I wanted to follow up on my unhappy post about Kindle Fire. When I first got the device, I couldn’t do anything with it because I couldn’t connect to WiFi.
As a quick aside, having had side-by-side 3G and WiFi on my iPad, I really like having the 3G and frequently turn WiFi off. I have found it is a real hassle connecting to Hot Spots compared to the ease of 3G.
The good news is I was able to get my Kindle Fire to connect. I did a ton of research on the web, tried to get help from Amazon Tech Support, but basically got nowhere. Despite hearing many accounts of people with a similar problem, there were also tons of people out there having no problem at all. Ever the optimist (Engineers always are), I gambled that maybe the problem wasn’t so much my Kindle but perhaps it was my router. Now granted, every other wireless device in Da House connected to that router just fine, but it was really old, and it was really easy to bop over to Staples and pick up a new router. For the record, the router I dumped was a Belkin N1. I planned to buy another just like it, but discovered once I got to Staples that it seemed like the router world had undergone a makeover. Okay, so I bought a sleek Cisco router for $79. I plugged it in, and voila, the Kindle Fire immediately started working. I will probably try to configure that Belkin to be another access point as I can’t quite get WiFi everywhere in the house, so I will get some value beyond just getting the Kindle Fire to work.
Folks who have older routers may want to consider replacing them.
Many are saying the OS update to 6.1 fixed their problem, but they had to side load that with a cable. I didn’t try that because I didn’t have a mini connector USB cable on hand. The first thing my Kindle Fire did was to download that update and it all went very fast.
Well, so how good is the Kindle Fire? Here are my thoughts:
First thing is, I would not want to trade it for my iPad, which is what a lot of people are saying. I would say that the difference between a laptop for casual things and an iPad is about the same as the difference between an iPad and a Kindle Fire. In other words, iPad is a more powerful, flexible device. But, for what it does, Kindle Fire is really cool. I also like the UX on the Kindle Fire. It makes it an extremely intuitive appliance for content consumption. It is even further from the laptop in terms of being a general-purpose computing device (I don’t hold with all these silly linkbaiters claiming PC’s are dead), but that’s fine if you want a great content consumption appliance.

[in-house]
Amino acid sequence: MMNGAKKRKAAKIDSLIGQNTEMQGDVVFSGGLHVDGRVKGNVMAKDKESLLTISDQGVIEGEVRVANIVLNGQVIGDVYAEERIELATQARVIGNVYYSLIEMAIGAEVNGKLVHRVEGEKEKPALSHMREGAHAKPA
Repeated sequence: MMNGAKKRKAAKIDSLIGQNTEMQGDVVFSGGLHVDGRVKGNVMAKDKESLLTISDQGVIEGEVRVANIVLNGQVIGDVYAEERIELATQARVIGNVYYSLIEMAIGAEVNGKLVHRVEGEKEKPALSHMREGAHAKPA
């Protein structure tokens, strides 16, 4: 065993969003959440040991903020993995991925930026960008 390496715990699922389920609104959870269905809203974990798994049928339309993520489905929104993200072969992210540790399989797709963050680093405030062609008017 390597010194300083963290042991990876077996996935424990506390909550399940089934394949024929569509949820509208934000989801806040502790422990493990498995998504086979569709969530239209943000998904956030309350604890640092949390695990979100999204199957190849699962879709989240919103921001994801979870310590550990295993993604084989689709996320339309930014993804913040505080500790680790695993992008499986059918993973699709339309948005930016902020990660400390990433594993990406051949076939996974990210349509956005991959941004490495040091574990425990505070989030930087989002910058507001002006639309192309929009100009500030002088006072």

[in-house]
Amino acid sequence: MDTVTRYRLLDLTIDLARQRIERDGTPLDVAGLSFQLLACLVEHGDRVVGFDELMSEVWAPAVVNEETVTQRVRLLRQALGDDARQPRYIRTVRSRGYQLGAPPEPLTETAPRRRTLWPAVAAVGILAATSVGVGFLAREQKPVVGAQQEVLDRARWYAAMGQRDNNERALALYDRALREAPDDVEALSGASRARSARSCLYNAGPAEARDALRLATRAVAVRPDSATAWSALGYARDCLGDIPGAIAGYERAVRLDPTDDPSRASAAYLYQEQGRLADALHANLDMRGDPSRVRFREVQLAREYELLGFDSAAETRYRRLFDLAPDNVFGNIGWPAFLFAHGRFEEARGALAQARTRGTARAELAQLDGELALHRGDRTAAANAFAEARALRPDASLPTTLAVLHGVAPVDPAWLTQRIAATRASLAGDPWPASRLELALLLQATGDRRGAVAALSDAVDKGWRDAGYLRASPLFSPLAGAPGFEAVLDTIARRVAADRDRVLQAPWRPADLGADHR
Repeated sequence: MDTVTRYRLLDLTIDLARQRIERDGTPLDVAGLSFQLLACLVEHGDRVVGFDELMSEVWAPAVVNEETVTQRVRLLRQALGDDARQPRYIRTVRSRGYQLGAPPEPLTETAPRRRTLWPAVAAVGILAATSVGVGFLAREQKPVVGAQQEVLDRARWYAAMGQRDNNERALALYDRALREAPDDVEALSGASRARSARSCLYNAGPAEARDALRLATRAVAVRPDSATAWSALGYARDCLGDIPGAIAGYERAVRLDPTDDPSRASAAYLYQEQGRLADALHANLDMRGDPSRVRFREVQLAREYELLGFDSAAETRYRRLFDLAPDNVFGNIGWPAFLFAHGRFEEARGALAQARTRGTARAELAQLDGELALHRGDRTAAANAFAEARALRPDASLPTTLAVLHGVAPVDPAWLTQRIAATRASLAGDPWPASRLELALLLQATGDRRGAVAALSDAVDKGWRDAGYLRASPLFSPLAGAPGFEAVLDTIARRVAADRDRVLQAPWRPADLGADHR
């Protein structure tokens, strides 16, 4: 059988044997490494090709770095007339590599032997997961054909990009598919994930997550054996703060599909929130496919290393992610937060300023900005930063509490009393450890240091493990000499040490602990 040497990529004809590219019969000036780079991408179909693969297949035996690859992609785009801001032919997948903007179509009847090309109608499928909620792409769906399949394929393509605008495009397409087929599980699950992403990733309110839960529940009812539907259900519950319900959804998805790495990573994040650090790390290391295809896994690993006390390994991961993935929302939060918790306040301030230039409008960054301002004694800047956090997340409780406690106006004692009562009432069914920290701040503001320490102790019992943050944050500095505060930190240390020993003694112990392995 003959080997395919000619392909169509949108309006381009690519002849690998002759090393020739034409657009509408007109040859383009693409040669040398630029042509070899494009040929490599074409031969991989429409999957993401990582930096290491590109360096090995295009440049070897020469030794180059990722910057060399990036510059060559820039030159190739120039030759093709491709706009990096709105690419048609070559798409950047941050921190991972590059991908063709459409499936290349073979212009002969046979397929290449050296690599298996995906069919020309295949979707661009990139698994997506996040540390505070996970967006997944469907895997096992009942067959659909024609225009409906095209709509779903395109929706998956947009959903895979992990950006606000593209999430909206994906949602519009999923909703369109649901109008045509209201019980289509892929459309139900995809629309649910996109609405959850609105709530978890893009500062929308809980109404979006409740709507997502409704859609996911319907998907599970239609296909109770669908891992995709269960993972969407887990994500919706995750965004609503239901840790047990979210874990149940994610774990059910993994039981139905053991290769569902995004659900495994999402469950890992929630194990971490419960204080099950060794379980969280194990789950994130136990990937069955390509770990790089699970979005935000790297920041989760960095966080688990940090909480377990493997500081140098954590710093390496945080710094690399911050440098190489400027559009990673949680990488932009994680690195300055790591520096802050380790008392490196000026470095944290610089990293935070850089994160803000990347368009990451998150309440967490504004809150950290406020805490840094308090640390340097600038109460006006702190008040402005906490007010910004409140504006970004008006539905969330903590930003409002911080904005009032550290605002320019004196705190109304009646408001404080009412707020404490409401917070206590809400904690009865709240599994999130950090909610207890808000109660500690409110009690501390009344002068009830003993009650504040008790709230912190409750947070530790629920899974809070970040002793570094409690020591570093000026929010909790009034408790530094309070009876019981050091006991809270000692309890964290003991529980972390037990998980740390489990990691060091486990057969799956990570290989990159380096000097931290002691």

Some are saying the Kindle Fire has lousy or no Industrial Design, but I disagree. The physical hardware is about as cool as it can be while keeping the price down. I do wish they had splurged on the hardware switches the iPad has to lock the display orientation or to change volume, but really it isn’t that big a deal. The software UX, where it doesn’t especially cost more to do a good job looks great. There are a lot of little touches that make it nice. As Ars Technica says, “Love, love, love the lock screen photos.” Good review over there, BTW.
I’ve been using the two interchangeably for web browsing, Kindle book reading, and Movie/TV watching. Having Amazon’s content available as a first class part of the Kindle Fire UX, and particularly having all the free stuff that comes with Amazon Prime is just bloody awesome. It feels like a great value and it is great fun to use. It’s biggest advantage over iPad is all the free video movies and TV episodes. Streaming that stuff is easy and it rocks. I’ve been watching old episodes of Star Trek, the X-Files, and 24, you know, the usual Geek stuff. The little 7″ screen is 1024×768, and when it is sitting on your chest 6″ in front of your nose it looks awesome. I started noticing some detail in some of these episodes I’m familiar with that I’d never noticed. Sweet!
In terms of reading things, the display is crisp and readable, but I much prefer the iPad. It’s bigger, the fonts are a little bigger, and it just seems a better vehicle for me to consume email, read blogs, or read a Kindle Book. Given a choice between no tablet or a Kindle Fire, the Kindle Fire is an awesome experience for reading, its just not an iPad.
The Kindle Fire form factor is interesting. It’s about the biggest thing I could comfortably hold in my hand. I could see a lot of things being very convenient that way.
Last point, my wife has staked a claim on the Kindle Fire and made it clear that I need to get done “reviewing it” and pass it along to her. She’s got a 2nd gen Kindle Reader she loves, and she sees this as her upgrade. I think she’s right, BTW. She also loves the video (and watches a lot more TV than me, so ought to have it), and she has already confirmed and likes the fact that it fits conveniently in her purse, which was never a possibility for the iPad.
All I can say is that when the Kindle Fire leaves me shortly, I am really going to be wishing my iPad had better video support!